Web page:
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CHARLES LAMB, Esq.
THIS VOLUME IS INSCRIBED, AS A MARK OF OLD
AND LASTING ESTEEM,
BY THE AUTHOR.
Ir is observed by Mr. Pope, that "If ever any author deserved the name of an original, it was Shakspeare. Homer himself drew not his art so immediately from the fountains of nature; it proceeded through Egyptain strainers and channels, and came to him not without some tincture of the learning, or some cast of the models, of those before him. The poetry of Shakspeare was inspiration indeed: he is not so much an imitator, as an instrument of nature and it is not so just to say that he speaks from her, as that she speaks through him.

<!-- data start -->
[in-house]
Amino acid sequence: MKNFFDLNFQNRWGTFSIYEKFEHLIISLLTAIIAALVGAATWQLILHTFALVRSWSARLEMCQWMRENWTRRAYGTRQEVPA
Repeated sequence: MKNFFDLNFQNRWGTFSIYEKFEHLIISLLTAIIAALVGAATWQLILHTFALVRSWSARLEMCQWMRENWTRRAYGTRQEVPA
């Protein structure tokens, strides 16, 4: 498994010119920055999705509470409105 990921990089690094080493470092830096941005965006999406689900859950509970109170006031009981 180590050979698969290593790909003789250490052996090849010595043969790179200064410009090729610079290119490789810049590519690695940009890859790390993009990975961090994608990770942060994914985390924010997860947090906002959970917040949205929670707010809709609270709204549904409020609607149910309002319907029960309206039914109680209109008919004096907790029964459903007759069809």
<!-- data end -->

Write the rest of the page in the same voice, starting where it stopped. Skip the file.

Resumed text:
"His characters are so much nature herself, that it is a sort of injury to call them by so distant a name as copies of her. Those of other poets have a constant resemblance, which shews that they received them from one another, and were but multipliers of the same image: each